Maurice Oliver


  In this scenario
                                      the audience is encouraged to believe
                                      there's a cold war raging in the pitcher
  of milk, performed by a secret
               agent disguised as the lit interior of a late-model
                                                                             car. Life is a
  bed wetter that likes a constant temperature of 88 degrees.
  Hand shakes are the accepted gesture when first meeting.
              The demilitarize-zone wears a name-tag and is 
  setup between
                                              the wrist and collarbone.
  If anything aches it's OK to rub it.
  Foot soldiers do. Some even open the window when they
                                             dream. And if they get lost,
  they subtract the remaining body
  fluids then multiply their mother's age by two. What's left equals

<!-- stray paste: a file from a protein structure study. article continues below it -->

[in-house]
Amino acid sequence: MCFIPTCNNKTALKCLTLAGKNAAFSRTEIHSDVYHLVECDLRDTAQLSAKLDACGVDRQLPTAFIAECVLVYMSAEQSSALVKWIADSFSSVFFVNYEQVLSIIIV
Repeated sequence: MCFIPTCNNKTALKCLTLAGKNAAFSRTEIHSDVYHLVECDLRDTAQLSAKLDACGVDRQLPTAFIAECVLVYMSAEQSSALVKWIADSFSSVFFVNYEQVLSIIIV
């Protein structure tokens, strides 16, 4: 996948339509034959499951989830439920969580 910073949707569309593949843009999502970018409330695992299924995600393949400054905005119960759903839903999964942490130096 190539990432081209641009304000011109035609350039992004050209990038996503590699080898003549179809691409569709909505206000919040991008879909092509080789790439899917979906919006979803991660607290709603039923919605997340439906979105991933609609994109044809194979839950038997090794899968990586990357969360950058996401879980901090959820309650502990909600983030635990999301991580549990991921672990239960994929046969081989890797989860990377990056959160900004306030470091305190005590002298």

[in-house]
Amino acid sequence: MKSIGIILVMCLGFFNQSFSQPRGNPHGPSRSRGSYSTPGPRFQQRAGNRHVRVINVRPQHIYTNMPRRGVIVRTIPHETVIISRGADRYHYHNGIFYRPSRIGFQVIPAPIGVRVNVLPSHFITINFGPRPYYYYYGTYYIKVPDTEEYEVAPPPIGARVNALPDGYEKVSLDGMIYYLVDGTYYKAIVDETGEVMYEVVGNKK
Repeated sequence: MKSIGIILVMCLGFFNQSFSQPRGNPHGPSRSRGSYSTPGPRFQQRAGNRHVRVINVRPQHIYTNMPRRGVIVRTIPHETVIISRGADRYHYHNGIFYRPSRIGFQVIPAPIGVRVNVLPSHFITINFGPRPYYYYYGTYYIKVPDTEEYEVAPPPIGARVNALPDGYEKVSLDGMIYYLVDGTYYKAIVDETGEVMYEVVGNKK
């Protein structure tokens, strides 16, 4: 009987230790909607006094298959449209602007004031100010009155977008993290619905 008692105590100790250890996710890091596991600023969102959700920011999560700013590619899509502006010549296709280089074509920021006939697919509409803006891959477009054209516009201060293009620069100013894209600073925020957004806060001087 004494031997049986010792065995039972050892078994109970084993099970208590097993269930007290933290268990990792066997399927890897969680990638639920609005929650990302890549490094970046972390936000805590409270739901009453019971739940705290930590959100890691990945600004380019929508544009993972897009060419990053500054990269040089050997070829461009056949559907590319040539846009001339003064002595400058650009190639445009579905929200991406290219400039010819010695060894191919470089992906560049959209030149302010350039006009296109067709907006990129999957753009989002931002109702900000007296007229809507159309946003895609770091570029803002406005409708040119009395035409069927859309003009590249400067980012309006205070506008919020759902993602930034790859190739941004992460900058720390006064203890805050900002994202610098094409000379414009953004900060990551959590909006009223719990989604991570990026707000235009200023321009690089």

religion or a canary in a coal mine. Either way, most people
                                   don't  mind
                                            eating off paper plates and have
  no problem writing a letter now 
  and then to a convicted felon.
  They find comfort in knowing the getaway car has a full tank and
  say they keep the extra voice in 
                                                 a jewelry box, simply because it's the
  last place anybody would look.

After almost a decade of working as a freelance photographer in Europe, Maurice Oliver returned to America in 1990 to work for the Los Angeles Times. Then, in 1995, he made a life-long dream reality by traveling around the world for eight months. But instead of taking pictures, he recorded the experience in a journal, which eventually became dozens of poems. And so began his desire to be a poet. His poetry has appeared in The Potomac Journal, Circle Magazine, The MAG, Tryst3 Journal, Eye-Shot, Pebble Lake Review, Green Silk Journal, The Surface, Word Riot, Taj Mahal Review (India), Dandelion Magazine (Canada), Stride Magazine (UK), Retort Magazine (Australia), & online at,,,, (UK), (India), (Germany) and elsewhere. He currently lives in Portland, Oregon, where he is a private tutor.

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